The Jakarta Post
A recently issued joint decree aimed at curbing radicalism in government institutions has drawn a mixed reaction from civil servants.
The joint decree, issued on Nov. 12 and signed by 11 ministries and state bodies, prohibits civil servants from expressing opinions on social media that contain “hate speech” against Pancasila, the 1945 Constitution, the country’s motto of Bhinneka Tunggal Ika (Unity in Diversity) and the government.
It further says that civil servants cannot share posts that express opinions on such issues or show their approval for them by liking or commenting on any posts.
Some civil servants have expressed their dismay over the joint decree.
Ahmad Taufiq, a civil servant and active Twitter user with over 13,000 followers, told The Jakarta Post the decree could potentially violate freedom of speech, “especially since the rules seem open to multiple interpretations […] and those who enforce the regulations sometimes don’t understand the context of the rules they are enforcing.”
“For example, what do those officials mean by ‘radicalism’?” he added.
Ahmad told the Post about several tweets he posted shortly after the joint decree was signed.
Kesampingkan dulu soal mana arti radikal yang benar. Bahkan dengan arti radikal yang salah kaprah tetapi populer sekalipun, poin 1 sampai 11 semuanya tak ada yang menyerempet arti tersebut secara eksklusif. :)— Ahmad Taufiq (@trendingtopiq) November 12, 2019
“Even with the popular but misguided definition of ‘radical,’ none of the points 1 through 11 [of the decree] come near the meaning [of radicalism],” he tweeted. “Meaning, those points can be violated by someone who is not radical at all.”
A civil servant at the Home Ministry who asked not to be named told the Post that the joint decree had the potential to be used as a government tool to repress civil servants.
“[The joint decree] regulates many subjects whose meanings and limits are not well-defined,” they said. “Before issuing the decree, the government should have been ready to provide the meaning, definition and limits of ‘hate toward Pancasila, the 1945 Constitution, and the NKRI [the Unitary State of the Republic of Indonesia].”
They also took issue with points 6 and 7 of the decree, which forbid civil servants from holding, participating or attending an event “that leads to insulting, insulting, inciting, provoking and hating Pancasila, the 1945 Constitution, Bhinneka Tunggal Ika, the NKRI and the government.”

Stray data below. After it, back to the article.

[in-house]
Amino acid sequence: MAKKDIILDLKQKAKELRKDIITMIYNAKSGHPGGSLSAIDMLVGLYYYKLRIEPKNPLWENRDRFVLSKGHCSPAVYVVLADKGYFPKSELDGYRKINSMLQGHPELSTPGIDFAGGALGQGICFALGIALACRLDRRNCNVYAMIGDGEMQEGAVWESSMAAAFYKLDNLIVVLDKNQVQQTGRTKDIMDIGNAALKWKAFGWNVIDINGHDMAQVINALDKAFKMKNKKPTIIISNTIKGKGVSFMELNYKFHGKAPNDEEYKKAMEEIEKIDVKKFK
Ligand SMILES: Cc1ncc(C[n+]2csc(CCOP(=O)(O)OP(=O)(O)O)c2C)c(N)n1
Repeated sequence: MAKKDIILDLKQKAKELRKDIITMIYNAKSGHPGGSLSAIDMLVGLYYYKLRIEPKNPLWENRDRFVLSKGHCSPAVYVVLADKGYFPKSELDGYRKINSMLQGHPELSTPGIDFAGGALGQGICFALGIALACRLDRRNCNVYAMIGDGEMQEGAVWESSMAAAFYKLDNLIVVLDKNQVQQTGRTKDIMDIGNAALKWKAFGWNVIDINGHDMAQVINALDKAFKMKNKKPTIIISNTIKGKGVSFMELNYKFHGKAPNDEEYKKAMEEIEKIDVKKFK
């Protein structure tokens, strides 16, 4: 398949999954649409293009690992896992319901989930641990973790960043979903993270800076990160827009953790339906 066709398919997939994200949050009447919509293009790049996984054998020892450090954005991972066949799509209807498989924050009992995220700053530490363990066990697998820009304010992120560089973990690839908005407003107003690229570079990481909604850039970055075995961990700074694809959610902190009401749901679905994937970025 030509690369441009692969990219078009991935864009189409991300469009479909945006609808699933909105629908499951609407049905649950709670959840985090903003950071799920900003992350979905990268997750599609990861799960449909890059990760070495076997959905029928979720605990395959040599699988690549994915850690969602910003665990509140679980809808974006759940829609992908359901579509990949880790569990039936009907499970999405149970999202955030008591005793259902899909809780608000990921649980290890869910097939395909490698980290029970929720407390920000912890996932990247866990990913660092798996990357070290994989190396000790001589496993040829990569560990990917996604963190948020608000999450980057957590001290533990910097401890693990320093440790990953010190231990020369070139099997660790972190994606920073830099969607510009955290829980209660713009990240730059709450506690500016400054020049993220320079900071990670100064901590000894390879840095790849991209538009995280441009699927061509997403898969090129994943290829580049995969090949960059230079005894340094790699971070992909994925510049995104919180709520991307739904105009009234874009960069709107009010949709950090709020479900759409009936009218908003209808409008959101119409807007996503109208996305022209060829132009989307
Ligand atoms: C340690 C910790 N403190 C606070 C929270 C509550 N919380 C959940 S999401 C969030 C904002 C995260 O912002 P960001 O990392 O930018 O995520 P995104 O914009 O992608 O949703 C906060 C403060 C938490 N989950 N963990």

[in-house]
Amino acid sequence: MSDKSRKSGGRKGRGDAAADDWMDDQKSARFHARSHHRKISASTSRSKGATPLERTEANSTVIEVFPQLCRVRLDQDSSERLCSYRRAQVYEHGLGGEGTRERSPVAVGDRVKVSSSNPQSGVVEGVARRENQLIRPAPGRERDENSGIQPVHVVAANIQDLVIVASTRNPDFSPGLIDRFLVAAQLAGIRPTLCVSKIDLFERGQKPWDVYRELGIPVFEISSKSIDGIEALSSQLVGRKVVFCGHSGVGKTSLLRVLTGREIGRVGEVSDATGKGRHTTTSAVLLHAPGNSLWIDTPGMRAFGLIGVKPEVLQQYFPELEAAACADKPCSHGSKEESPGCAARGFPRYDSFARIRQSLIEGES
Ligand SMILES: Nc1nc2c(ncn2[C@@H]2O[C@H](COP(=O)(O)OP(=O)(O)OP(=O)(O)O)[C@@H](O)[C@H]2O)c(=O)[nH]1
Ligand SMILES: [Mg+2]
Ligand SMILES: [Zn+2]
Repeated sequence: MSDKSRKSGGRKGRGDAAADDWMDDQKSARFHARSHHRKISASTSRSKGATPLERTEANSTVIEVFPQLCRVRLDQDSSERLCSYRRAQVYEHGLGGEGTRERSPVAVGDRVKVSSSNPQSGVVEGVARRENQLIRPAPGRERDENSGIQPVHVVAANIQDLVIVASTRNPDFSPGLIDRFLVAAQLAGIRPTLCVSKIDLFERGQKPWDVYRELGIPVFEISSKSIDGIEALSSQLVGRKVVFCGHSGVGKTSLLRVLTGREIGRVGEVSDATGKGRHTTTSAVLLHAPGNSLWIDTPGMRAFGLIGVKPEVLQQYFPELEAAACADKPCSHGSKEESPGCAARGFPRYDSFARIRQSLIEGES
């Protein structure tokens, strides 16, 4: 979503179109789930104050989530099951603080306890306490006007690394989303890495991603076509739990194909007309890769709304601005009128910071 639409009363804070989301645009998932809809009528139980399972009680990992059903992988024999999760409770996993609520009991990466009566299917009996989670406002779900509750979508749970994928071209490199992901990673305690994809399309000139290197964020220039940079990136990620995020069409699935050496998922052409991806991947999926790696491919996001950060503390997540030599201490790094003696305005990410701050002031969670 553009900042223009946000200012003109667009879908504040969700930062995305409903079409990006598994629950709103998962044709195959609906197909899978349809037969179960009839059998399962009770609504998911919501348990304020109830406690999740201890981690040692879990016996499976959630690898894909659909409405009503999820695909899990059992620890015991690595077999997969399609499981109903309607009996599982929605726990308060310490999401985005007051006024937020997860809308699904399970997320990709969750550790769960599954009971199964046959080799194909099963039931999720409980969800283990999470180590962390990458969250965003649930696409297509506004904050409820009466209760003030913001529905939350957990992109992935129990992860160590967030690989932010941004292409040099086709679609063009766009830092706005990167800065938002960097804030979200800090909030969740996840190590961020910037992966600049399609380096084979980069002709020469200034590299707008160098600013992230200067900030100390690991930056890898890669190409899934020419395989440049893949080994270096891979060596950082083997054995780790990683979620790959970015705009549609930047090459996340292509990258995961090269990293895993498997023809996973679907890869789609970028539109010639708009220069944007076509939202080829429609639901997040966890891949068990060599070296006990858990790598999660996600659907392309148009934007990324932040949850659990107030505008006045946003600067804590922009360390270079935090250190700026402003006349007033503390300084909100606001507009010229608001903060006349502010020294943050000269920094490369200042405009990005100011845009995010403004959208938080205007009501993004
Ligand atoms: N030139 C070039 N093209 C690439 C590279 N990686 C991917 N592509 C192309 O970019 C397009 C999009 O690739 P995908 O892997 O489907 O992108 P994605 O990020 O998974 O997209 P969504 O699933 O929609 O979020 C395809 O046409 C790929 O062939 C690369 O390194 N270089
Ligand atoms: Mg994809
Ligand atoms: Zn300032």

“This clause is very flawed from a legal perspective because what is being judged is not a wrong action but just ‘leading’ [to a wrong action],” they said. “If it is legally flawed then it is reasonable for us to conclude that this joint decree is just a tool for government repression.”
Meanwhile, Anggit Suko Pamungkas, a civil servant candidate at the National Civil Service Agency, warmly welcomed the joint decree, saying it supported “the function of civil servants as the glue and unifier of the nation”.
“The creation of the task force and the website for reports will […] help the government in overseeing and controlling civil servants’ violations,” Anggit told the Post on Tuesday.
He added that he had already been very cautious in using social media since he joined the civil service, but that “not all civil servants understand this”.
“I hope the issuance of the joint decree can reaffirm that civil servants have to be aware of their role in the NKRI,” he said.
In conjunction with the issuance of the decree, the government also launched an online portal, aduanasn.id, for the public to report civil servants who allegedly violated the new rules.
The website has logged 77 reports just two weeks since its launch.
Communications and Information Ministry spokesperson Ferdinandus Setu said the reports consisted of 29 intolerance cases, 17 antigovernment cases, 11 cases on radicalism, three anti-Pancasila cases and 17 other cases.
Of the 77 reports, only 11 are being followed up on as they include attachments in the form of social media postings of the accused civil servants. The remaining reports are still being studied or have been deemed irrelevant.
Ferdinandus said the 11 ministries and state bodies did not follow up on many of the reports as they did not include sufficient evidence of hate speech.
“[If the civil servants are found guilty] they may face a light disciplinary action like a reprimand, or the harshest penalties of demotion or dismissal,” Ferdinandus told kompas.com. (kmt)